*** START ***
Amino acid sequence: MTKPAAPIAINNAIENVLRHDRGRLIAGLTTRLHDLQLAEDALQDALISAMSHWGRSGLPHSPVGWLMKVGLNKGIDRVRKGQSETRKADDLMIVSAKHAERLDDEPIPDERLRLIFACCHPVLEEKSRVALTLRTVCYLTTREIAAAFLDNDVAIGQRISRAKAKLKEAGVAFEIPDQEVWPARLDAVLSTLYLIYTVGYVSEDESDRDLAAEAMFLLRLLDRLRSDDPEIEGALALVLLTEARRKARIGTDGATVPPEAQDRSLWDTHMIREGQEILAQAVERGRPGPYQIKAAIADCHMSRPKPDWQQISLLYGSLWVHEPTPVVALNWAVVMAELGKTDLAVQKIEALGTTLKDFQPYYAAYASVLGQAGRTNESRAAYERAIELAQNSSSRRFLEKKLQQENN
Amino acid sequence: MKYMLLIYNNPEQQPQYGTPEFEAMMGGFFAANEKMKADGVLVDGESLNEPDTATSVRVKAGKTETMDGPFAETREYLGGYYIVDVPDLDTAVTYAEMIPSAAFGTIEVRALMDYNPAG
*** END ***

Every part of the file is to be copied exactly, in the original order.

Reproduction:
Amino acid sequence: MTKPAAPIAINNAIENVLRHDRGRLIAGLTTRLHDLQLAEDALQDALISAMSHWGRSGLPHSPVGWLMKVGLNKGIDRVRKGQSETRKADDLMIVSAKHAERLDDEPIPDERLRLIFACCHPVLEEKSRVALTLRTVCYLTTREIAAAFLDNDVAIGQRISRAKAKLKEAGVAFEIPDQEVWPARLDAVLSTLYLIYTVGYVSEDESDRDLAAEAMFLLRLLDRLRSDDPEIEGALALVLLTEARRKARIGTDGATVPPEAQDRSLWDTHMIREGQEILAQAVERGRPGPYQIKAAIADCHMSRPKPDWQQISLLYGSLWVHEPTPVVALNWAVVMAELGKTDLAVQKIEALGTTLKDFQPYYAAYASVLGQAGRTNESRAAYERAIELAQNSSSRRFLEKKLQQENN
Amino acid sequence: MKYMLLIYNNPEQQPQYGTPEFEAMMGGFFAANEKMKADGVLVDGESLNEPDTATSVRVKAGKTETMDGPFAETREYLGGYYIVDVPDLDTAVTYAEMIPSAAFGTIEVRALMDYNPAG